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1. Main facts and figures
- overall, in the period from 2013 to 2017, an average of 74% of people aged 17 years and over in England held a full driving licence
- in every period from 2002/06 to 2013/17, White people were more likely to hold a full driving licence than any other ethnic group, and Black people were least likely to
Things you need to know
The National Travel Survey (NTS) has been run in the same way from 2002/06 to 2013/17. This means there is a high level of consistency in the data.
To increase the reliability of the data, the Department for Transport combines data for each year into a 5-year average. This process continues over a series of overlapping 5-year periods.
This type of survey methodology increases the reliability of the data. However, tests for significant differences between ethnic groups have not been carried out. Commentary has been supplied for those findings where there are relatively large differences between ethnic groups or modes of transport.
Since 2013, the NTS has surveyed people living in England only, whereas previously it also included residents of Scotland and Wales. To ensure the data on this page is consistent, responses from residents of Scotland and Wales for the years up to 2013 have been excluded.
The number of respondents for each ethnic group in the 2013/17 period (before weighting was applied) was:
- Asian: 4,755
- Black: 1,998
- Mixed: 636
- White: 61,425
- Other: 804
Because of the smaller number of respondents from the Mixed and Other ethnic groups, any generalisations based on the results for these groups should be used with caution.
People from ethnic minority groups are more likely than White people to live in urban areas, where fewer people own and drive cars. (The 2011 Census found that 98% of Black and Asian people lived in urban areas, compared to 80% of White people. Find out more about regional ethnic diversity).
The data for ‘All ethnic groups’ includes people who did not give their ethnicity. In the data for 2013/17, 37 people answering this question (0.05%) did not state their ethnicity.
What the data measures
This data measures the percentage of people aged 17 and over in England with a full driving licence, and breaks this information down by ethnicity.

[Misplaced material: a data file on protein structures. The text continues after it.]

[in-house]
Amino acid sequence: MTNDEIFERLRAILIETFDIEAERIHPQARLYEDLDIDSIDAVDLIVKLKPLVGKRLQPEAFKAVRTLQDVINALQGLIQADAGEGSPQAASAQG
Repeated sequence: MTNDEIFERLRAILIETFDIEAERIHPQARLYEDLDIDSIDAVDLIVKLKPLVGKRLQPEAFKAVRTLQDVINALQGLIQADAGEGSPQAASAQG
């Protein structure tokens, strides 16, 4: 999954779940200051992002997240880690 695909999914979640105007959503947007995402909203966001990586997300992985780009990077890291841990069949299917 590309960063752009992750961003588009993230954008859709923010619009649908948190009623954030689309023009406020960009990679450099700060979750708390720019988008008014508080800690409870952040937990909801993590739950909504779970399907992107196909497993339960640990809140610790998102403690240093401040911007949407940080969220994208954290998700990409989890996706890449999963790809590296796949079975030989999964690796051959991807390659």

In this case, a full driving licence is one that’s valid in England, Wales and Scotland to drive a car, motorcycle, scooter or moped.
The data includes people who gained a driving licence in another country, as long as that licence is valid in England, Wales and Scotland. People who were disqualified from driving but hold a full licence are also included.
The data comes from the Department for Transport’s National Travel Survey.
The ethnic categories used in this data
For this data, the number of people surveyed (the ‘sample size’) was too small to draw any firm conclusions about specific ethnic categories. Therefore, the data is broken down into the following 5 broad groups:
- Asian/Asian British
- Black/African/Caribbean/Black British
- Mixed/Multiple ethnic groups
- Other ethnic group
2. Driving licence holders by ethnicity
Download table data for ‘Driving licence holders by ethnicity’ (CSV) Source data for ‘Driving licence holders by ethnicity’ (CSV)
Summary of Driving licences Driving licence holders by ethnicity Summary
This data shows that:
- in the period from 2013 and 2017, an average of 74% of people aged 17 years and over in England held a full driving licence
- in the same period, White people were most likely to hold a driving licence out of all ethnic groups (at 76%), followed by Asian people (62%), people from the Other ethnic group (61%), people with Mixed ethnicity (59%), and Black people (52%)
- for most ethnic groups, the percentage of people who held a driving licence remained broadly the same from 2002/06 to 2013/17